11.12.2000 | Sergiy Potapenko, Deputy editor-in-chief of the newspaper ‘Chernigivski vidomosti’

Everybody wants to control the press. Through the court


Head of the council of the public organization ‘Pravochin’, Chernigiv

Impressible growth of libel cases against mass media in the recent time does not surprise anybody. To start a libel case against a newspaper has become fashionable. And why not – one may loose Hr 17 and win from thousands to tens of thousands.

If no changes are introduced to the corresponding laws, then our courts will consider libel cases against press exclusively, and the normal place of a journalist in his work-time will become the courtroom.

The claims to cancel information or to protect honor and dignity are a very usual phenomenon. The bright example is the case of Chernigiv administration of ‘Oblpotrebsoyuz’ (a state in a state, as they call themselves) that went ahead of others. They asked the court ‘to make the editorial board of ‘Chernigivski vidomosti’ to publish information about the methods that are used by the above-mentioned organization for the improvement of functioning of the central market’. They even appended these materials to their claim. The materials appeared to be five pages long. That was a well-prepared massive response to a thirty-line critical note.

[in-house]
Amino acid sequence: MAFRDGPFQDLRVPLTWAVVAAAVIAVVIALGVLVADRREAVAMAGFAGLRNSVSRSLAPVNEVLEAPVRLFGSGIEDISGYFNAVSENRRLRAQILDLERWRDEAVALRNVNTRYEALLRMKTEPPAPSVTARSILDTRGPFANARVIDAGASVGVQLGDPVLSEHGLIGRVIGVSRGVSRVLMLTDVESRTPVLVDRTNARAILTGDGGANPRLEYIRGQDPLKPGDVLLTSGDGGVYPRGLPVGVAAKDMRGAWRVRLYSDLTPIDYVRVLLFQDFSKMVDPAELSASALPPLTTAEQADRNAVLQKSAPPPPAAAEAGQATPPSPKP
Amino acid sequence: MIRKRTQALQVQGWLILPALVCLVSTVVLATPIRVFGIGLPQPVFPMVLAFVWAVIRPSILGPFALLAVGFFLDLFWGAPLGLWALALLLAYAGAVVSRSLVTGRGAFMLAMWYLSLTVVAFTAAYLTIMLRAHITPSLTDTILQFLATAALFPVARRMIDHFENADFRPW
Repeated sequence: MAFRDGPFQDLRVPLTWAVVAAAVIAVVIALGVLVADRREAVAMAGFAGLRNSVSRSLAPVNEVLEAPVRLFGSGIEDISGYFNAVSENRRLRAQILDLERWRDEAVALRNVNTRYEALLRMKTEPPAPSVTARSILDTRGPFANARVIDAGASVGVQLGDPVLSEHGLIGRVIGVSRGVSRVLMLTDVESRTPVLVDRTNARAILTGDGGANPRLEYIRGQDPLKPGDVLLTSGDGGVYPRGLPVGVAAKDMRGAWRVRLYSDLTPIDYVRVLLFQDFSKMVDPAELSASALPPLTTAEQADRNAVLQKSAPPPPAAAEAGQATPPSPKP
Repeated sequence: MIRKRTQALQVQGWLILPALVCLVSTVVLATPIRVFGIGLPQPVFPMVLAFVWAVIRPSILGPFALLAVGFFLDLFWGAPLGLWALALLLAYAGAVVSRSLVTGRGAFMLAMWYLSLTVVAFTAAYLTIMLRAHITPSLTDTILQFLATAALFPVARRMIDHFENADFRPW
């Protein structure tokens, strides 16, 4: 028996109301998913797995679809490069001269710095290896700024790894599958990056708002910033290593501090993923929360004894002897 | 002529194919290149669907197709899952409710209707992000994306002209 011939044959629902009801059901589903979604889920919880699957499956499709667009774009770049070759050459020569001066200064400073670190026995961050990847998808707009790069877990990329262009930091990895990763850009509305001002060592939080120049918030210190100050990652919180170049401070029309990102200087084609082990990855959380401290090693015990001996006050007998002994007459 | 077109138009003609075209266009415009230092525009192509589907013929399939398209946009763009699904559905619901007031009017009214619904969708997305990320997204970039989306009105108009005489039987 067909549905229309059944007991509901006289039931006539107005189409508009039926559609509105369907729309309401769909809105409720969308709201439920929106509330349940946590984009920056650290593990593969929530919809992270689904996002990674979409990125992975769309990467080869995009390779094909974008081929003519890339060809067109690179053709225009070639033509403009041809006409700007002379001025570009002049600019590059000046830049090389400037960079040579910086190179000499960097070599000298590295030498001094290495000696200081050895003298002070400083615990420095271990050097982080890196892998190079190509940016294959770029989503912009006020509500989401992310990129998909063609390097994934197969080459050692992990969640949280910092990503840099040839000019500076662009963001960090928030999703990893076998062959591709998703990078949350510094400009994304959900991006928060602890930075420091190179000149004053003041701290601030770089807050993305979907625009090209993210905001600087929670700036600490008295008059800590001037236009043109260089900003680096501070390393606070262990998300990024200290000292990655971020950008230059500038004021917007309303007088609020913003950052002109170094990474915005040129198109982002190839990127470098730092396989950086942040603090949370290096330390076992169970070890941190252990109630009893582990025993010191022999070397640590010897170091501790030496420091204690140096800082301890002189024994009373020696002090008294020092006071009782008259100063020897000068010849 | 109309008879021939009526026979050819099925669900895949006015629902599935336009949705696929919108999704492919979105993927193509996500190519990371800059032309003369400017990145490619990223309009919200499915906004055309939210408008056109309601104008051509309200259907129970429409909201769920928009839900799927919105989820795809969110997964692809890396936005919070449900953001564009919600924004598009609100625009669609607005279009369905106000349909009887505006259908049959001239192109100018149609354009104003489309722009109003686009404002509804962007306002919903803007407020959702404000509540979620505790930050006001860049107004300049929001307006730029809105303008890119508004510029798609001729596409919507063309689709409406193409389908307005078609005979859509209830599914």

The peculiarity of this case, in my opinion, lies in the fact that the plaintiff does not refute a single sentence of the criticism. Treating Article 37 of the Ukrainian law ‘On the press in Ukraine’, the plaintiff asks the court to abuse the law, that is to interfere in the affairs of the publisher and make the editorial board to publish what the plaintiff wants.

Really, it is absurd. Fancy that a man is walking in the street and sees a fine house. Next he turns to the court with the demand to consider him the owner of this property, having absolutely no grounds for it. And the highly respected court begins to think whether to give this house to the passer-by or to leave it to its owner.

The district court had two sessions. For half a day the representatives of the editorial board wasted in the oblast court, where the most experienced judges considered the cassation complaint of the ‘Oblpotrebsoyuz’. At last they made clear who was ‘the house owner’.

This is a tiny case, but the tendency is frightening. If courts begin to consider claims to newspapers from everyone who has his own opinion of any social phenomenon mentioned in a publication, then under our pluralism…

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